“Durability” is generally defined as the ability of a substrate to retain an acceptable level of a desired function through a reasonable number of cleaning or wear cycles. More specifically, durability, as described herein, describes a substrate that maintains adequate properties of stain resistance, water repellency, oil repellency, and soil release over the life of the product. This substrate may be a textile substrate, such as, for example, a polyester textile fabric, or alternatively may be a carpet, or yet another textile material.
The terms “fluorocarbons,” “fluoropolymers,” and “fluorochemicals” may be used interchangeably herein and each represents a polymeric material containing at least one fluorinated segment.
“Hydrophilic” is defined as having a relatively strong affinity for or ability to absorb water.
“Hydrophobic” is defined as lacking affinity for or the ability to absorb water.
Soil (or stain) release agents, for example, may include ethoxylated polyesters, fluorinated esters, urethanes, acrylates, sulfonated polyesters, ethoxylated nylons, carboxylated acrylics, cellulose ethers or esters, hydrolyzed polymaleic anhydride polymers, polyvinylalcohol polymers, polyacrylamide polymers, fluorinated stain release polymers, ethoxylated silicone polymers, polyoxyethylene polymers, polyoxyethylene-polyoxypropylene copolymers, and the like, or combinations thereof. Specific commercially available examples of soil release components include, without limitation, Repearl SR-1100® (available from Mitsubishi International Corporation), Bayard SOC™ (Bayer), Zonyl 7910®, 92000 (Ciba Specialty Chemical), Unidyne TG-992®, or TG-993® (Daikin Corporation), and PM 490® (3M Company).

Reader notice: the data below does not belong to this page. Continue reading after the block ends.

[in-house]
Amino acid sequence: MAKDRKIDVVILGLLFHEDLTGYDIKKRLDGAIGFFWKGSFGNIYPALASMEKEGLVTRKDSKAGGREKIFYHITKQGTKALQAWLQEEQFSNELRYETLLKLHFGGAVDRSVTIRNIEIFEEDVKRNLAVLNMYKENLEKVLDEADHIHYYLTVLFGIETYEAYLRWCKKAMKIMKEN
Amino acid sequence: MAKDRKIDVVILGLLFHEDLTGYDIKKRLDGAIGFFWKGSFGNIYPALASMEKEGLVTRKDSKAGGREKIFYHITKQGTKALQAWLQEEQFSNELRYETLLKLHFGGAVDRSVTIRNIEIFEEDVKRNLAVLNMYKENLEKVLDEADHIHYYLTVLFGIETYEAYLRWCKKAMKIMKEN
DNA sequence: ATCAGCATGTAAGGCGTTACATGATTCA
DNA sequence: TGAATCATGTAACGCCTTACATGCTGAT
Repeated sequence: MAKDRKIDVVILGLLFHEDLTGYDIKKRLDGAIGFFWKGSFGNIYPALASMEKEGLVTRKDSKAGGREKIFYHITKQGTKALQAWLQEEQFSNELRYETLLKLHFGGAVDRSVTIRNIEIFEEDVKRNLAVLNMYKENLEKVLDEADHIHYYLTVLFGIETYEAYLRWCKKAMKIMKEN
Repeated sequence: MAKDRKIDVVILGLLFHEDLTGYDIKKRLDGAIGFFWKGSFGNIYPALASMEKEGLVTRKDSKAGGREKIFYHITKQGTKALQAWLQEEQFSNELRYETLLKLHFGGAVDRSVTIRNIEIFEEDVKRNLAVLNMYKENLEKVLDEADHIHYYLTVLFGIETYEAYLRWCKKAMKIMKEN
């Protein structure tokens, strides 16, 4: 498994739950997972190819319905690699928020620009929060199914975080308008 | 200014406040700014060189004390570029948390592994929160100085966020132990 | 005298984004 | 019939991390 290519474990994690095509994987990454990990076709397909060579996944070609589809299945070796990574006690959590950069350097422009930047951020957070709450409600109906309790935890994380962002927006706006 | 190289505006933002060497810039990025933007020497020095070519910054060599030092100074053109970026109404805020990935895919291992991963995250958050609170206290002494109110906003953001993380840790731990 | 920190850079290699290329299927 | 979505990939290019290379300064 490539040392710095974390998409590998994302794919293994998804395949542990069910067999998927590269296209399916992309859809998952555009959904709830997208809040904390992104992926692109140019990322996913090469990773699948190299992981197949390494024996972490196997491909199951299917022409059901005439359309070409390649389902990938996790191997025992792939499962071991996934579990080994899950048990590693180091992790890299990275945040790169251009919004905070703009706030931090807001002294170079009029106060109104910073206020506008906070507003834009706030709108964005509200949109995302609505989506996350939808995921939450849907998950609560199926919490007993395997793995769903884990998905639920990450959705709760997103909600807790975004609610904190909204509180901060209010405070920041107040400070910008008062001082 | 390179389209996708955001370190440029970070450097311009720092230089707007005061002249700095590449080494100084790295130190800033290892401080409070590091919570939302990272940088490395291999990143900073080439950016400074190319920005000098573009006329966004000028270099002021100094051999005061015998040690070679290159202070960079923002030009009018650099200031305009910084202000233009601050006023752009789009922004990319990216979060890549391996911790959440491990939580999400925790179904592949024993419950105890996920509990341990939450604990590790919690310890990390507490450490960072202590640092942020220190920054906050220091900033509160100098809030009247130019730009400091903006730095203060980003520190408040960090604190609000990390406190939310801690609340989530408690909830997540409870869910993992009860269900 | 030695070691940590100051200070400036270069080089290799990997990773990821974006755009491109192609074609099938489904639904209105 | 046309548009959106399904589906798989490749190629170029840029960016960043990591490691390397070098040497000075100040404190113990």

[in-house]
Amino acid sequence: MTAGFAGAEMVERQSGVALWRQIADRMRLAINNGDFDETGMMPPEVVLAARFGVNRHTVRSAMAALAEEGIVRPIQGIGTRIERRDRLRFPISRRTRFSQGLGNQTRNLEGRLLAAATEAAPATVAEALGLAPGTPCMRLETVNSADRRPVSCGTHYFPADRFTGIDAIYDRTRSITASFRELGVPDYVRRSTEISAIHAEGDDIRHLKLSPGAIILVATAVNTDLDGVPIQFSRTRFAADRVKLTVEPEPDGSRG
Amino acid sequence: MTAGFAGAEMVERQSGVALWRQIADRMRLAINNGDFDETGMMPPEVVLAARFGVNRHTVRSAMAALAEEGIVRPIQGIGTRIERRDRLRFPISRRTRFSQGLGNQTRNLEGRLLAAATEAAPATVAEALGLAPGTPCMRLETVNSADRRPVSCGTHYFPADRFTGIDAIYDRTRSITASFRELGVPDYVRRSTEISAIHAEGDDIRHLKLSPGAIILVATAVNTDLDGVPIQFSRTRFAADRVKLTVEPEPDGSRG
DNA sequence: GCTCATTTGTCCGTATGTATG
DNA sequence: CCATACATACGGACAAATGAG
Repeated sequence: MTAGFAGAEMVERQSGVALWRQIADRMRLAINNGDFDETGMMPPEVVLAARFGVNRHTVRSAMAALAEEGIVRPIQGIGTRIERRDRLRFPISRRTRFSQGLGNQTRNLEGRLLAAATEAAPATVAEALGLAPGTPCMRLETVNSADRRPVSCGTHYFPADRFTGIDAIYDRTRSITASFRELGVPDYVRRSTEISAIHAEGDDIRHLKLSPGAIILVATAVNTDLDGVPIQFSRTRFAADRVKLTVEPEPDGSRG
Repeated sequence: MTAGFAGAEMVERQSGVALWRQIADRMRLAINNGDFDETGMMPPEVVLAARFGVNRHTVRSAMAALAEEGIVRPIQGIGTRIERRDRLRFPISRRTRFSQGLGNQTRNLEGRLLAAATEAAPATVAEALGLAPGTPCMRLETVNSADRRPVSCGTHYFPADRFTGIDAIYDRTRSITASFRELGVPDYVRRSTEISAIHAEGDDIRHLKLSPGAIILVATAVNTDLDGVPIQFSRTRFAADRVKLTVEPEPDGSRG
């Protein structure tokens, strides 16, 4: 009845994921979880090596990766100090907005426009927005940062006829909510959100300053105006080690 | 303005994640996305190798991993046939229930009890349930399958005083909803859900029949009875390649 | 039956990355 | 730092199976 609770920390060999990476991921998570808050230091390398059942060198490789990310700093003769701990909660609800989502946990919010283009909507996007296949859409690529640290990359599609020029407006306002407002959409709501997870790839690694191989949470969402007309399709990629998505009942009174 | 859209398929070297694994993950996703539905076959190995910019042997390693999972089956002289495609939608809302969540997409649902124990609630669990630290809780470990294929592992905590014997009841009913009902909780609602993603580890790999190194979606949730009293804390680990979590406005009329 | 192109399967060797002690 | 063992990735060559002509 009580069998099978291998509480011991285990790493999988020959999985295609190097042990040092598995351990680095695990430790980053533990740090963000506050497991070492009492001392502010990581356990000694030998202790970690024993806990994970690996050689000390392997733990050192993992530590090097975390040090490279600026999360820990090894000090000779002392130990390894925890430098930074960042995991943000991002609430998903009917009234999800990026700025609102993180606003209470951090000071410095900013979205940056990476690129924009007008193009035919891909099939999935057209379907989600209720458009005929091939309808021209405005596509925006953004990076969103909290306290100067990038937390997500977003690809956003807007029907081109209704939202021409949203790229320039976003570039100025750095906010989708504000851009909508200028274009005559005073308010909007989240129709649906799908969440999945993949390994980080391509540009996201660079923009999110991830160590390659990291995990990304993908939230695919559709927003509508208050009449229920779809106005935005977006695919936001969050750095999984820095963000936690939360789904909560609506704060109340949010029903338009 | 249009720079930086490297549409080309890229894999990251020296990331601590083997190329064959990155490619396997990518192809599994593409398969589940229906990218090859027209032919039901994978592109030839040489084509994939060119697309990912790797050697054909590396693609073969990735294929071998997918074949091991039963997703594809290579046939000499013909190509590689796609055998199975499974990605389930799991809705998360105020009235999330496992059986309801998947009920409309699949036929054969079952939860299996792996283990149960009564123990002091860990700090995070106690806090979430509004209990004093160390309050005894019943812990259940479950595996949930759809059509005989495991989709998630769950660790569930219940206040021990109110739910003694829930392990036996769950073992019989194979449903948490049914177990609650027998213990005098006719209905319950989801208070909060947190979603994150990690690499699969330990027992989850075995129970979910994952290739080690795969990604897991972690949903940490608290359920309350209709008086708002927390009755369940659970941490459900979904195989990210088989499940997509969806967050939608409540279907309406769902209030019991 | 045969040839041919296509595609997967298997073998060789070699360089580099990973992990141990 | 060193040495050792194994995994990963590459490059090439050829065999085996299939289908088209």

Soil and stain release fluorochemicals may be employed, such as for example, fluorinated esters, urethanes, and (meth)acrylates. Such compositions act as release components. Examples include Repearl SR-1100™ (available from Mitsubishi International Corporation), Bayard SOC™ (from Bayer), Zonyl 7910™, 9200™ (from Ciba Corporation), TG993™ (from Daikin Corporation), FC 248™, and PM 490™ (3M Company).